Normal pressure hydrocephalus
Normal pressure hydrocephalus is a condition characterized by ventricular enlargement, without an increase in cerebrospinal fluid pressure on lumbar puncture. Cerebrospinal fluid (CSF) accumulates slowly and gradually in the ventricles, causing them to dilate. Ventricular dilation restores the CSF pressure to the normal level, hence the normal findings on lumbar puncture.
People with normal pressure hydrocephalus present with urinary incontinence, gait disturbances, and dementia. The excess amount of CSF can be temporarily drained through a lumbar puncture, but the long-term management is a surgical procedure called a ventriculoperitoneal shunt, in which a tube is inserted into one of the ventricles of the brain and directed to the abdomen, where the excess CSF can be absorbed.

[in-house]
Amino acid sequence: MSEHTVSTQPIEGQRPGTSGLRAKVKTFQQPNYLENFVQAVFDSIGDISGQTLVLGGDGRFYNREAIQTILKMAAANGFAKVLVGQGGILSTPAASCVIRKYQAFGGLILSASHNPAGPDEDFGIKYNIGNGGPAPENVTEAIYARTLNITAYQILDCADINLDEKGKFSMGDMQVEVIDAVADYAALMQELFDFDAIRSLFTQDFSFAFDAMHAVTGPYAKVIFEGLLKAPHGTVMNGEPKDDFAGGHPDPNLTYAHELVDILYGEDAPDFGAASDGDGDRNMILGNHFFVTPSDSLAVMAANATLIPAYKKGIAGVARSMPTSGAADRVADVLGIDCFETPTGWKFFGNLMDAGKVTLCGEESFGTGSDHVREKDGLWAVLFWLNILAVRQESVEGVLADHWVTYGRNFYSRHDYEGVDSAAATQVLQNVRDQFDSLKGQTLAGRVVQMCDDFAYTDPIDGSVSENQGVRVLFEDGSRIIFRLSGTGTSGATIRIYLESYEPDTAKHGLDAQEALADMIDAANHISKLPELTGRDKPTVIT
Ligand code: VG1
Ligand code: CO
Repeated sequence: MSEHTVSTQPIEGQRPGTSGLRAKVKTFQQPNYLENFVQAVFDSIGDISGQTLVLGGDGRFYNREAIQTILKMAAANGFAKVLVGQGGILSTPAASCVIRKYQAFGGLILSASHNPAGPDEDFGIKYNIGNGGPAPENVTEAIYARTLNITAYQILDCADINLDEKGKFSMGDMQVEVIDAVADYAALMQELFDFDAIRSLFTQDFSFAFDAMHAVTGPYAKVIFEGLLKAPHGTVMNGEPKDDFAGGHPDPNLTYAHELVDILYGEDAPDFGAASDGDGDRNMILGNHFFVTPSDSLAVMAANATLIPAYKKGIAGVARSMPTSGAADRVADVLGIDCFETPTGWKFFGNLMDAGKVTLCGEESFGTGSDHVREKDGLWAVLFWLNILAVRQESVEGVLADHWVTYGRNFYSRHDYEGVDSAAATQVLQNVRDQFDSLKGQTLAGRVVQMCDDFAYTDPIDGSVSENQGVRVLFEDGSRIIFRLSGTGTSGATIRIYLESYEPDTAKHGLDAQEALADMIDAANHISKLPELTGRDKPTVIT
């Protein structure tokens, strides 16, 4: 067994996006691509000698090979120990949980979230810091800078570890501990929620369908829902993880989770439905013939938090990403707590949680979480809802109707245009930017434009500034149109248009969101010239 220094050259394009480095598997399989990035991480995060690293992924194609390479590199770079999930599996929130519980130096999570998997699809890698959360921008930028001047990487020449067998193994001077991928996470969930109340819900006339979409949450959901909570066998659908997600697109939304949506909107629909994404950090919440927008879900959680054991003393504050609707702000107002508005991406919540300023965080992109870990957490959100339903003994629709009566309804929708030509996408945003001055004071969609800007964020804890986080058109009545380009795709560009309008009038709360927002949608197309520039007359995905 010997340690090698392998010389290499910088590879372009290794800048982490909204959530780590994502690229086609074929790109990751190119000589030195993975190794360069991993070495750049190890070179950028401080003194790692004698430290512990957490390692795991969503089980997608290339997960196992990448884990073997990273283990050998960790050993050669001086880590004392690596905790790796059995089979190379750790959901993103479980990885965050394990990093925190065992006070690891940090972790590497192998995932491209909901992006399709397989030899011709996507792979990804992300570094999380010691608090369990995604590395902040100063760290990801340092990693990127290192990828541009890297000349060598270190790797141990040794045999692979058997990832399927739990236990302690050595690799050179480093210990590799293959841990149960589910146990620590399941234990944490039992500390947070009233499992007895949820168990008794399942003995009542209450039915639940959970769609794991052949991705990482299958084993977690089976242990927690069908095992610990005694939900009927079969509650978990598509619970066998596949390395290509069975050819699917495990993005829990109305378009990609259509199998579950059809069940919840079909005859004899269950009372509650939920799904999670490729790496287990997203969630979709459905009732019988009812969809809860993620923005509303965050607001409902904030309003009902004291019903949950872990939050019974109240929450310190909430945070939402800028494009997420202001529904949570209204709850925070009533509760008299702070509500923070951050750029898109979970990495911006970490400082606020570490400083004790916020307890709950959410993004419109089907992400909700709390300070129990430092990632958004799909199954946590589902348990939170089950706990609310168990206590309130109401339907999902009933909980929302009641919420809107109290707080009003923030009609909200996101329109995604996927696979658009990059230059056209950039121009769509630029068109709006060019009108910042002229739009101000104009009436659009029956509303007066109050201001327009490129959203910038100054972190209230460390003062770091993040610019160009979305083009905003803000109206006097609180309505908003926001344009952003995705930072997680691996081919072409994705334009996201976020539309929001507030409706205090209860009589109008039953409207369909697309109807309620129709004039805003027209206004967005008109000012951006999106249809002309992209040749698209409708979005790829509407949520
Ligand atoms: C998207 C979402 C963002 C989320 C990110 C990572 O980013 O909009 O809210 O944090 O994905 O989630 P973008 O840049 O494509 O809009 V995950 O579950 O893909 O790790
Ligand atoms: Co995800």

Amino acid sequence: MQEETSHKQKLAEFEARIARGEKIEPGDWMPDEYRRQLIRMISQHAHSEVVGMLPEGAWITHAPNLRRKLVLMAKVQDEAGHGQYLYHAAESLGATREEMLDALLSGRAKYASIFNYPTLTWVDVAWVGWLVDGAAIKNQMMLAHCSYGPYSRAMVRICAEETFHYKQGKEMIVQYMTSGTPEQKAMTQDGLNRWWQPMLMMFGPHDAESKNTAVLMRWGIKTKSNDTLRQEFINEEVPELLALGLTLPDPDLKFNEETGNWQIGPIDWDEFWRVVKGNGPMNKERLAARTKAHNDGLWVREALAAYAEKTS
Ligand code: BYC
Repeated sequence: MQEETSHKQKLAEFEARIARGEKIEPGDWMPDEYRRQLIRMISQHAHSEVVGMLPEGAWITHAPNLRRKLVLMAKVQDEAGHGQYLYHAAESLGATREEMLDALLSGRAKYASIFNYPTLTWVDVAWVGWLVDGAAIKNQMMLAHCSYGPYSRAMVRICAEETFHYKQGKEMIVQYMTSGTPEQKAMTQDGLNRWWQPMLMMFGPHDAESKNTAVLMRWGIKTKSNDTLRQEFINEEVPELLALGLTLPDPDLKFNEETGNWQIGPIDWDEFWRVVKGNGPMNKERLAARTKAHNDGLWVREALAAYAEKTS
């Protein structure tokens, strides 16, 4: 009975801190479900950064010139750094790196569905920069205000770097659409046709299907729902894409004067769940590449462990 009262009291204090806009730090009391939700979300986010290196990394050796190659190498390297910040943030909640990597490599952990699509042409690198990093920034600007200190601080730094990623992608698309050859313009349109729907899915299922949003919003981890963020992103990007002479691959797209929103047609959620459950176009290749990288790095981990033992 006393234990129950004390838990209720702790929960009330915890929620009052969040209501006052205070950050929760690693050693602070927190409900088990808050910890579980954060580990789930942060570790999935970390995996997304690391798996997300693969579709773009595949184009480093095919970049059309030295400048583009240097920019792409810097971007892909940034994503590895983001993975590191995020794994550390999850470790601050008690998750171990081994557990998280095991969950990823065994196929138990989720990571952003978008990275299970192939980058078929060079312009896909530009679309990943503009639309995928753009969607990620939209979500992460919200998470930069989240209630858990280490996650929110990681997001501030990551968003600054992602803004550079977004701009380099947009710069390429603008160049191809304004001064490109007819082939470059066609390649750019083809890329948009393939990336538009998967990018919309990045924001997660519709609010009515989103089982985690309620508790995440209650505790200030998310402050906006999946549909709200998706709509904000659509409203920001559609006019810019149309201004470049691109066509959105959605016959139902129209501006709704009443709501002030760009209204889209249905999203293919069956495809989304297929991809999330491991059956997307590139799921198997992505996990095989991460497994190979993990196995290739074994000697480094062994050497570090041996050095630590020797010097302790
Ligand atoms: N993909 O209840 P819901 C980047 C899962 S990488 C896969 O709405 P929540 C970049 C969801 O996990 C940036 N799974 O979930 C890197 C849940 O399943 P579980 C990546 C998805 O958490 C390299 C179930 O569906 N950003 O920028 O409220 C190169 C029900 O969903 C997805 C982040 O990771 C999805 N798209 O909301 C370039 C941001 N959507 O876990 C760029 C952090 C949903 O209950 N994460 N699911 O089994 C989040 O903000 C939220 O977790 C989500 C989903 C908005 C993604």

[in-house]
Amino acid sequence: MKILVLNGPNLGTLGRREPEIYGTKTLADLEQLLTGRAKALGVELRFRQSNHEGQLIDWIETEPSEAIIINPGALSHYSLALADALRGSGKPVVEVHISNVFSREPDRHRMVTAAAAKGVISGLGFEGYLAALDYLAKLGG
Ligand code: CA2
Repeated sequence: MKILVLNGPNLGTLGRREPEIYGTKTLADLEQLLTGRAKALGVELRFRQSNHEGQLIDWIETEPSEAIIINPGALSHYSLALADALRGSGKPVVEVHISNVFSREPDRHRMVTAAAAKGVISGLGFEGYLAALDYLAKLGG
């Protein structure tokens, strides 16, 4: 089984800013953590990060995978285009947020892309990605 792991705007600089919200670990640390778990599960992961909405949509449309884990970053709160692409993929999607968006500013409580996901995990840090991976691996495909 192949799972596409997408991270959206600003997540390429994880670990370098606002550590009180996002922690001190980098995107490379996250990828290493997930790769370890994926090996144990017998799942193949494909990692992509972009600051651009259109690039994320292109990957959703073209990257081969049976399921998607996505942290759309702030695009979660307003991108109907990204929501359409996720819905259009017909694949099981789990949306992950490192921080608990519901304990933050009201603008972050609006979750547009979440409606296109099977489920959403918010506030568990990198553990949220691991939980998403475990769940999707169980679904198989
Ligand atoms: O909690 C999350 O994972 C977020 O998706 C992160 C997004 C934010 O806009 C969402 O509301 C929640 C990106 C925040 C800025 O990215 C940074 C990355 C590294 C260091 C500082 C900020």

- "Robbins Basic Pathology" Elsevier (2017)
- "Harrison's Principles of Internal Medicine, Twentieth Edition (Vol.1 & Vol.2)" McGraw-Hill Education / Medical (2018)
- "Pathophysiology of Disease: An Introduction to Clinical Medicine 8E" McGraw-Hill Education / Medical (2018)
- "CURRENT Medical Diagnosis and Treatment 2020" McGraw-Hill Education / Medical (2019)
- "Reference ranges for fetal ventricular width: a non-normal approach" Ultrasound in Obstetrics and Gynecology (2007)
- "Fetal mild idiopathic lateral ventriculomegaly: is there a correlation with fetal trisomy?" Ultrasound in Obstetrics and Gynecology (1993)
- "Postnatal clinical and imaging follow-up of infants with prenatal isolated mild ventriculomegaly: a series of 101 cases" Pediatric Radiology (2007)